Long recessions are great for rich companies; everything’s cheaper and there’s a lot for sale. Long recessions are hell on weak companies; they become sellers in a buyer’s market and liquidity “issues” require that they sell their best assets first.
Combine a massively disruptive technology (the Internet), a weakened company (The New York Times Co.), and a brutal recession, and what you get is a kind of slow-motion fire-sale.
First went the real estate. Then went the NYT’s stake in the Boston Red Sox and NESN (a regional sports cable network). Then went 16 regional newspapers for $143 million. Next (probably) goes About.com, which the NYT purchased for $410 million years ago and is now desperate to sell for $270 million.
Next (after About.com is unloaded) goes the “New England Media Group,” which is to say: The Boston Globe, The Worcester Telegram and some printing operations in Massachusetts. The sale of the New England Media Group won’t fetch much because it carries on its books large under-funded liabilities (retiree health and pension plans). No sane investment group will take on those liabilities unless they are somehow diminished or at least ring-fenced.
Finally, there’s the International Herald Tribune. It’s a pointless publication, since with one click of the mouse one can change the online edition of the New York Times into the international online edition of the New York Times. Sadly, labor laws and handcuff regulations in Europe make it all but impossible to shut the IHT down. So it will continue to bleed money until someone figures out a way to separate it from the New York Times and take it into bankruptcy.
Once all that happens—and it will happen—what will The New York Times Company look like?
It will not look like a growth stock. For the foreseeable future, and probably beyond, advertising revenue will remain flat (at best). Subscription revenue might increase a bit; many people would be willing to pay $,1000 annually for a complete (paper + online access) NYT package, but a wave of baby boom journalists and editors will be retiring, so the company’s pension and retiree health costs will consequently spike. Those costs will increase with each passing year as more boomer journalists reach retirement age, thus making the Times’ margin for error even smaller than it already is, which is very small. The New York Times Company will look, in a word, vulnerable.
The options that remain, then, are two. The first would be to complete the task of stripping down the company to the newspaper (basically) and then take it private. Any number of private equity firms and investment banks would be willing to underwrite that deal. The return on invested capital would be modest, but a steady stream of coupons would not be unattractive. And helping the world’s leading newspaper carry on would be a smart long-term investment for whatever financial underwriter got the job done. Good press would almost certainly follow.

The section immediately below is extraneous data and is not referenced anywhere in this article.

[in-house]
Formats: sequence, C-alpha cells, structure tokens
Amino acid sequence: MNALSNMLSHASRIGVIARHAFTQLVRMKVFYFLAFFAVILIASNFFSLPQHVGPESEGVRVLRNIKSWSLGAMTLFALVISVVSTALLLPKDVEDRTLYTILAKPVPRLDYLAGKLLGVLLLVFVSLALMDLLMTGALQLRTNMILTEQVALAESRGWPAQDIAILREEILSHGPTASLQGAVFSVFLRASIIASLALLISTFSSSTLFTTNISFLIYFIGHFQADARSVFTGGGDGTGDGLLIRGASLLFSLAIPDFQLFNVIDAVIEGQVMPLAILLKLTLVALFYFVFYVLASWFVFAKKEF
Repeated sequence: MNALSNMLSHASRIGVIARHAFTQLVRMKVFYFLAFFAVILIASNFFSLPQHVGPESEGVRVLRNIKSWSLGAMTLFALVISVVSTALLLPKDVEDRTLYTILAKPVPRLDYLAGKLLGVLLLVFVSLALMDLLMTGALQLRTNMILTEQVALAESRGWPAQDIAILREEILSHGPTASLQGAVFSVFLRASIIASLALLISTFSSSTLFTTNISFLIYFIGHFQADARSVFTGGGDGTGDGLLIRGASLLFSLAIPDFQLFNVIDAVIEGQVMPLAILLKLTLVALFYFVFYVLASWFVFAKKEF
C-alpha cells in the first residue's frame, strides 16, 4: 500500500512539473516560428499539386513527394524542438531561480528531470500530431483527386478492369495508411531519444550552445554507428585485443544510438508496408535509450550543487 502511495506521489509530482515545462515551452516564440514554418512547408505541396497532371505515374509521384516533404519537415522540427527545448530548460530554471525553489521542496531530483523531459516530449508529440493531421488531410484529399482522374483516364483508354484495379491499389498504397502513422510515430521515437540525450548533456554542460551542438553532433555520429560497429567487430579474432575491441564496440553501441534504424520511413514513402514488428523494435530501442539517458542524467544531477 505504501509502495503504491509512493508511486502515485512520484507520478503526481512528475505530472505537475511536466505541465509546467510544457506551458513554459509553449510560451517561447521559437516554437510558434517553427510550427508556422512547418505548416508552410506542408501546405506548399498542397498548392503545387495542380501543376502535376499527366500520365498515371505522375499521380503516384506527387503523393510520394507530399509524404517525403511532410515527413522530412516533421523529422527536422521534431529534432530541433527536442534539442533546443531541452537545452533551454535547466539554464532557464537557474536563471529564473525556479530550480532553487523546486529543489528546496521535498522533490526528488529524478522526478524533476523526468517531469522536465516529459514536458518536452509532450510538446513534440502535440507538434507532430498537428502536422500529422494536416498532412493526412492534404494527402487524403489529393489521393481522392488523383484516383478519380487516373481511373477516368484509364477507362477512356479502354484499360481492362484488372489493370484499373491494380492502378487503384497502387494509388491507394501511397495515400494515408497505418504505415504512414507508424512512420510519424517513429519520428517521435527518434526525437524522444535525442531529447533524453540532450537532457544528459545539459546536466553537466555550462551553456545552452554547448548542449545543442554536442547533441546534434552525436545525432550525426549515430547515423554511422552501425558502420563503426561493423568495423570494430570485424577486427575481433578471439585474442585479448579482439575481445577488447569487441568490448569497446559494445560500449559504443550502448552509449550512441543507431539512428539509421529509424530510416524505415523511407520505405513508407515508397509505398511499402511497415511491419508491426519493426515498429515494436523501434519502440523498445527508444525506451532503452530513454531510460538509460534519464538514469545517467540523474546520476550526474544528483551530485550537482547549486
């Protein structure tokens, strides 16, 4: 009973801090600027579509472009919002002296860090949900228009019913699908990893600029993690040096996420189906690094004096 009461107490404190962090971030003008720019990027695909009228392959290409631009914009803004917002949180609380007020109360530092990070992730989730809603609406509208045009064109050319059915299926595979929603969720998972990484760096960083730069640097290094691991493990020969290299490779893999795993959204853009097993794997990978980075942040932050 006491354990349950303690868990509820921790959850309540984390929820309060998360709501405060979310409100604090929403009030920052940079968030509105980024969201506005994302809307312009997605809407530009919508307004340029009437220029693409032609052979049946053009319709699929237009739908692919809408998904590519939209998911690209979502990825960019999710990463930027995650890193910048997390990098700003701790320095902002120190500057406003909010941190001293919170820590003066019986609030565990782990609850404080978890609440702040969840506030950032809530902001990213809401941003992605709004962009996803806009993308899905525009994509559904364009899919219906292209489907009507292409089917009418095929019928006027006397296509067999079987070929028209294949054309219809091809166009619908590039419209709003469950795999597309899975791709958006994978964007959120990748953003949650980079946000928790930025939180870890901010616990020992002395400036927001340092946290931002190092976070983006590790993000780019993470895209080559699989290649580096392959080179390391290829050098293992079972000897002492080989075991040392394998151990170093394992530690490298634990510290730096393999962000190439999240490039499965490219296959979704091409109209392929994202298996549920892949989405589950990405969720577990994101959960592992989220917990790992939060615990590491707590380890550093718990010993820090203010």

Option #2 would be to sell the company to Bloomberg or perhaps Pearson and let everyone (the stockholders and the family) have their payday. The downside here is that the paper’s editorial independence, annoying as it sometimes might be, would be lost.
It’s unclear, to me at least, whether the slow motion fire sale is part of a strategy toward options one and two, or whether it’s essentially driven by simple survival. The New York Times Company has been without a chief executive officer for almost a year now. There are reports that one will soon be hired. Maybe when he or she is chosen, he or she will provide some clarity regarding the company’s strategic plan.
In the meantime, the paper is probably better than it has been in quite some time. The new executive editor, Jill Abramson (a friend of mine, it should be noted), has made the paper more interesting, more eclectic, and less predictable than it was under her immediate predecessor. The strength of the reportorial bench remains the envy of every other journalistic organization. The website keeps getting better and better. One could go on, but you already know all this.
The larger question is whether or not there is a large enough high-price audience to sustain a fully loaded provider of high quality information like the New York Times. The Financial Times and the Wall Street Journal are both cash-strapped. The Economist remains healthy, but not nearly as healthy as it once was.
One hopes that the answer is “yes.” I’d rather learn about the eurozone from the Financial Times than I would from the AP. I’d rather Tom Edsall told me what was going on inside the Obama campaign than some kid from Politico. I’d rather get my information about the Middle East from the New York Times than I would from the Huffington Post (which basically steals the NYT’s coverage of the Middle East and repackages it).
But the answer may be “no.” It may well be that high quality journalism is a luxury item in a depressed market and that, in order for it to survive, it will need financial support from other sources (like Bloomberg terminal rentals, for instance).
If the new strategic team at The New York Times decides that the answer is, after all, “no,” then the paper will be sold. That seems unimaginable on some level. But that, succinctly, is the disruptive power of the Internet.
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